Such an attitude may not find a sympathetic reception in a readership more used to the pedestrian logic of analytic philosophy, but to dismiss it in its entirety would be to miss an opportunity. This is a remarkable and valuable book. Even where it does not convince, it provokes; it does not try to get the last word in, but to generate new ideas for discussion.

Like the best works of phenomenology, it startles us into recognizing things that we had taken for granted as if we were seeing them for the first time.

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Bubbles by Peter Sloterdijk, translated by Wieland Hoban - review

I n , the German philosopher Peter Sloterdijk contrived a timely and satiric installation for Making Things Public : a vast exhibition on objects and present-day politics held at ZKM, a cutting-edge centre for media art in Karlsruhe, Germany. Faced with fragile western triumphalism in Iraq and Afghanistan, Sloterdijk proposed that a "pneumatic parliament" be parachuted into post-conflict zones, its sleek transparent dome inflated in an hour and a half, and seats for representatives installed within 24 hours. In a laconic essay to accompany CGI renderings of his Swiftian bubble in situ, the philosopher noted that some "failed states" among the customer target group might not be ready for the full parliamentary "experience". A lucrative secondary market would arise in educational theme parks dedicated to potential state systems: democracy, monarchy, aristocracy and outright tyranny. As a political-philosophical joke, the pneumatic parliament is a slightly clunky conceit.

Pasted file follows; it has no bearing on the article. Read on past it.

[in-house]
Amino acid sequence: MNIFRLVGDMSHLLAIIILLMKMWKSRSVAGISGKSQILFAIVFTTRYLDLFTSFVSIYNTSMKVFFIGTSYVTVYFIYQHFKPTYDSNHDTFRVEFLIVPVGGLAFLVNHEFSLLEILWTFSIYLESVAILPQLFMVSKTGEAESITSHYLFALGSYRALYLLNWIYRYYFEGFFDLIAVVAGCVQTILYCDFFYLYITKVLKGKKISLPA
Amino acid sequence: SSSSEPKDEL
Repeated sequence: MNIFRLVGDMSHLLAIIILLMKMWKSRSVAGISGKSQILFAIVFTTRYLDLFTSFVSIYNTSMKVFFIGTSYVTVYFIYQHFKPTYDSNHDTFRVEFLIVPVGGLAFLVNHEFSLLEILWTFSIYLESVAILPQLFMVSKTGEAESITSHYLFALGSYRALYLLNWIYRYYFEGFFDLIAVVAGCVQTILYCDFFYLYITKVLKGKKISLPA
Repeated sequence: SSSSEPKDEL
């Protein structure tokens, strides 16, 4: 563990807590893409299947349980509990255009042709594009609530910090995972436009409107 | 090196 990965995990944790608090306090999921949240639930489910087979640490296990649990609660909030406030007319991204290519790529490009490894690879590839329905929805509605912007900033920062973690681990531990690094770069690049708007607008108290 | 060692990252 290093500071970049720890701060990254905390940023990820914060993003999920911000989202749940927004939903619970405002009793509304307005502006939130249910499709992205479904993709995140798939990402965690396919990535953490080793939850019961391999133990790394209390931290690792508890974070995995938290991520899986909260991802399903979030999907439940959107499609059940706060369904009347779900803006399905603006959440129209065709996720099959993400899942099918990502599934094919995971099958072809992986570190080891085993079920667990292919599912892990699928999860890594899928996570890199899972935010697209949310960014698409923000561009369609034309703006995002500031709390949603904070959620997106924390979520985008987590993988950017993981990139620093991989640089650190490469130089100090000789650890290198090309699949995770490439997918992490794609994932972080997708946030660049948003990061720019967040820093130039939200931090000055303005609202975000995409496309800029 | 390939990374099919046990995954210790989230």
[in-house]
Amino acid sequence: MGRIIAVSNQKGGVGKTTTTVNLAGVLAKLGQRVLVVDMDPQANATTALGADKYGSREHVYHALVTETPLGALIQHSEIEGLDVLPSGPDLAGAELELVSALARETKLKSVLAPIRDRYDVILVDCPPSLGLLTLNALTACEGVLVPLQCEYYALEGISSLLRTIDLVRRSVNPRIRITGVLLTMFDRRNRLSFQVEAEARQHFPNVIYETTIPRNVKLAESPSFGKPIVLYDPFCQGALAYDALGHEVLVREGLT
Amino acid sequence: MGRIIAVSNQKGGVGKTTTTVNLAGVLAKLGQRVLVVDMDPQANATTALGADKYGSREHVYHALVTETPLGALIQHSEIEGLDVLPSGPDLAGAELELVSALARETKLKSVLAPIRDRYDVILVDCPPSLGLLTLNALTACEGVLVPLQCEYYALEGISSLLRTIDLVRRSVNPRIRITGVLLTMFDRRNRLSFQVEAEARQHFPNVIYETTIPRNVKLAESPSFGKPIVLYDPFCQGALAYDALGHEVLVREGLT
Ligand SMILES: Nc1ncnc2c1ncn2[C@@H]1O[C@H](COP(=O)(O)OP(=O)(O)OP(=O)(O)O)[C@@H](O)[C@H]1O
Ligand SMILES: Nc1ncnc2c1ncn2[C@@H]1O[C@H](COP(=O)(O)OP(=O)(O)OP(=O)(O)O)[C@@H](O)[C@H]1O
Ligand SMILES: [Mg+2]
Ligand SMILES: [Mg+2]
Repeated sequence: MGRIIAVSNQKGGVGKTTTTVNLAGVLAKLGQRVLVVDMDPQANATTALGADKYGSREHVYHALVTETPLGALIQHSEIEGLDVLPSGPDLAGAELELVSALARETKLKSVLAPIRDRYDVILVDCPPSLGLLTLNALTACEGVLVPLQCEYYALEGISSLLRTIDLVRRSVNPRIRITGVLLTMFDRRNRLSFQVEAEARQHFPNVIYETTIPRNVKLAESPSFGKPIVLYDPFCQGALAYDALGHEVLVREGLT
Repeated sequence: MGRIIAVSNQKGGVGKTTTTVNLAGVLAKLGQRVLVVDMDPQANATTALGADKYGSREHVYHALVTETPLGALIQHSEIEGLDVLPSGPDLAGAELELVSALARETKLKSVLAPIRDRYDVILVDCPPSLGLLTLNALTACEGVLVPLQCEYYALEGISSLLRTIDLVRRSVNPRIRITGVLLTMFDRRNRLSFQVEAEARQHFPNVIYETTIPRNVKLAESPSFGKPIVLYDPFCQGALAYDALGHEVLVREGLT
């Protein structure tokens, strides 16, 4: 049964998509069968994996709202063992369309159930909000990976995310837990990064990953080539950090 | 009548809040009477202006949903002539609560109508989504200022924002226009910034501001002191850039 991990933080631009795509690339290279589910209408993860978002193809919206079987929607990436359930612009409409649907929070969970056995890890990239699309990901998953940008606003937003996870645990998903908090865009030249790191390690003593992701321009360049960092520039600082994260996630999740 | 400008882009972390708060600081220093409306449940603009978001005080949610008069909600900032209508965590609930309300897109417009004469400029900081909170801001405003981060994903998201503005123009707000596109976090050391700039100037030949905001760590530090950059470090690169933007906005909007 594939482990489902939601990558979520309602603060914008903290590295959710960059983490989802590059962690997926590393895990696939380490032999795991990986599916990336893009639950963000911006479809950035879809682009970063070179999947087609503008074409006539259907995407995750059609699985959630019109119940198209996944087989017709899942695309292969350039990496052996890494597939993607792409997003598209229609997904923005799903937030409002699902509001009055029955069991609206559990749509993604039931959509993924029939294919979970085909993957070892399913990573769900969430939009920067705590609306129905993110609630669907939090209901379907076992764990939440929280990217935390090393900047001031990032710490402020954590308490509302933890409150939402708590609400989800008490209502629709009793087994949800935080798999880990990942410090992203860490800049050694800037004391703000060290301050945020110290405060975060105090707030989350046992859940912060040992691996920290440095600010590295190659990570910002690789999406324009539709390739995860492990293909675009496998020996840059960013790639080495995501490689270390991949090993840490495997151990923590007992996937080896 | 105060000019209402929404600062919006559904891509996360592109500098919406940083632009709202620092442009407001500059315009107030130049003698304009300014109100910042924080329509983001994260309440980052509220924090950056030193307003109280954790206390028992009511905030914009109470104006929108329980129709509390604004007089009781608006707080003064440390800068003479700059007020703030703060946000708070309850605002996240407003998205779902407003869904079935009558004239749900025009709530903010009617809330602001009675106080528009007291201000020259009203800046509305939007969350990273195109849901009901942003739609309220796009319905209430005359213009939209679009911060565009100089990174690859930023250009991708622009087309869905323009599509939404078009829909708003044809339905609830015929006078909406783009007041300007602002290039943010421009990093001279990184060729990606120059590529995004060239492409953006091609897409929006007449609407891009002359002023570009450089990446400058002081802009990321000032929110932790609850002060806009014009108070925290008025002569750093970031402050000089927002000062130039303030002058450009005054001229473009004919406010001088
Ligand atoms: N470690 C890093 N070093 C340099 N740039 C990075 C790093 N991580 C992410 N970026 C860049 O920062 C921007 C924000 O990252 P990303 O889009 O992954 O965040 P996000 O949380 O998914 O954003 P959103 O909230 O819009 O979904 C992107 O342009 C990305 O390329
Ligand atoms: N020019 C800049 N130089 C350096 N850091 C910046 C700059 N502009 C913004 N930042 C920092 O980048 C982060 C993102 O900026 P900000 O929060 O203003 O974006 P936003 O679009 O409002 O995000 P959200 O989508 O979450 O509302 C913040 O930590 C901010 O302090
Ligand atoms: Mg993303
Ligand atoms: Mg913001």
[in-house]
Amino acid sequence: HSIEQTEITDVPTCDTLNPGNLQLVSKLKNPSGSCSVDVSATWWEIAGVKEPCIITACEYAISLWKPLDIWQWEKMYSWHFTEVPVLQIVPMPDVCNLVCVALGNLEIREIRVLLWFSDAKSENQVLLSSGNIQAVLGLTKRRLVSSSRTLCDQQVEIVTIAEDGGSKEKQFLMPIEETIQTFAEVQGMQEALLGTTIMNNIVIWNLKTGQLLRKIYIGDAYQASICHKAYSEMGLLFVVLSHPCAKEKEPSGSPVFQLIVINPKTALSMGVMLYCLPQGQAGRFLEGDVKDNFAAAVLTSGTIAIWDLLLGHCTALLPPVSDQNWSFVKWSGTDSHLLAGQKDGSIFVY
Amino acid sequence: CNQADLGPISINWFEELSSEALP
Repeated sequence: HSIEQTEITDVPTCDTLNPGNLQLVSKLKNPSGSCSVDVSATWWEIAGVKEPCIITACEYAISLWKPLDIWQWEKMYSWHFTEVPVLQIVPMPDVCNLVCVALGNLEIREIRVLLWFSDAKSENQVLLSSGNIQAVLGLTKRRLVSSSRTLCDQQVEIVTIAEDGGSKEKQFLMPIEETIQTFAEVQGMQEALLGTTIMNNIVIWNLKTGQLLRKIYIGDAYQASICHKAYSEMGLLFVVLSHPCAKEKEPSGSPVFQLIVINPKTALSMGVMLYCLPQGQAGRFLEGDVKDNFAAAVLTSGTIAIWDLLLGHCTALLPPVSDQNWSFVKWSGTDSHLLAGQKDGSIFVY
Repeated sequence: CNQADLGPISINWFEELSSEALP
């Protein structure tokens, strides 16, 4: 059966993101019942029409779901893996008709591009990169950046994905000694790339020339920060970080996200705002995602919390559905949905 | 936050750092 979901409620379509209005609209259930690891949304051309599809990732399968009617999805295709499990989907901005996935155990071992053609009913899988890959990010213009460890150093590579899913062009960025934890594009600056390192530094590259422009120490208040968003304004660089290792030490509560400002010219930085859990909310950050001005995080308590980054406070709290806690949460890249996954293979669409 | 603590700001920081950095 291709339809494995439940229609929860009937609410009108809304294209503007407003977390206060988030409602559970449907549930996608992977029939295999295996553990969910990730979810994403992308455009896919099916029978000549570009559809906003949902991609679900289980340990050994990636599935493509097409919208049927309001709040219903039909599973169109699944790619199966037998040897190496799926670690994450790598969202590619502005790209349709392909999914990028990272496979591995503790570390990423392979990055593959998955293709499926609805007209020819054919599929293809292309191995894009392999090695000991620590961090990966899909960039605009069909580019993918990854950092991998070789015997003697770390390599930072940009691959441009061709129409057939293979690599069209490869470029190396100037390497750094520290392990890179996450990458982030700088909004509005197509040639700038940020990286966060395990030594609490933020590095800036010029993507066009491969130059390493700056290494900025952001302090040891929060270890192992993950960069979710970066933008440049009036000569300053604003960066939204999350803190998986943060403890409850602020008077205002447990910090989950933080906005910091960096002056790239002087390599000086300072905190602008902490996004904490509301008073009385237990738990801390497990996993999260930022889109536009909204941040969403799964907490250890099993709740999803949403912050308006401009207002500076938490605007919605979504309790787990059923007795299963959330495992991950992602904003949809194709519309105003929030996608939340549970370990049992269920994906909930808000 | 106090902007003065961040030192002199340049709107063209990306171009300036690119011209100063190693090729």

Bubbles, by Peter Sloterdijk – Welcome & Overview

It could almost be a proverb: The difference between the United States and Europe is that in Europe a philosopher can have a television show. The German philosopher Peter Sloterdijk hosts just such a weekly talk show. That is to say: What is humanity without the all-encompassing presence of religion, whose persistence in the modern world is either ineffectually subcultural or violently retrograde, and, in any case, is clearly incapable of offering a satisfying universal? What is humanity without the predictable cycles of the quasi-natural, communal lifeworld, and without the unquestioned legitimacy of the social, spiritual, and aesthetic hierarchies that once regulated that lifeworld?


Bubbles: Spheres I

He is a professor of philosophy and media theory at the University of Art and Design Karlsruhe. Sloterdijk's father was Dutch, his mother German. He studied philosophy, German studies and history at the University of Munich and the University of Hamburg from to In he received his PhD from the University of Hamburg. In the s he worked as a freelance writer, and published his Kritik der zynischen Vernunft in He has since published a number of philosophical works acclaimed in Germany. His best-known Karlsruhe student and former assistant is Marc Jongen , a member of the Bundestag.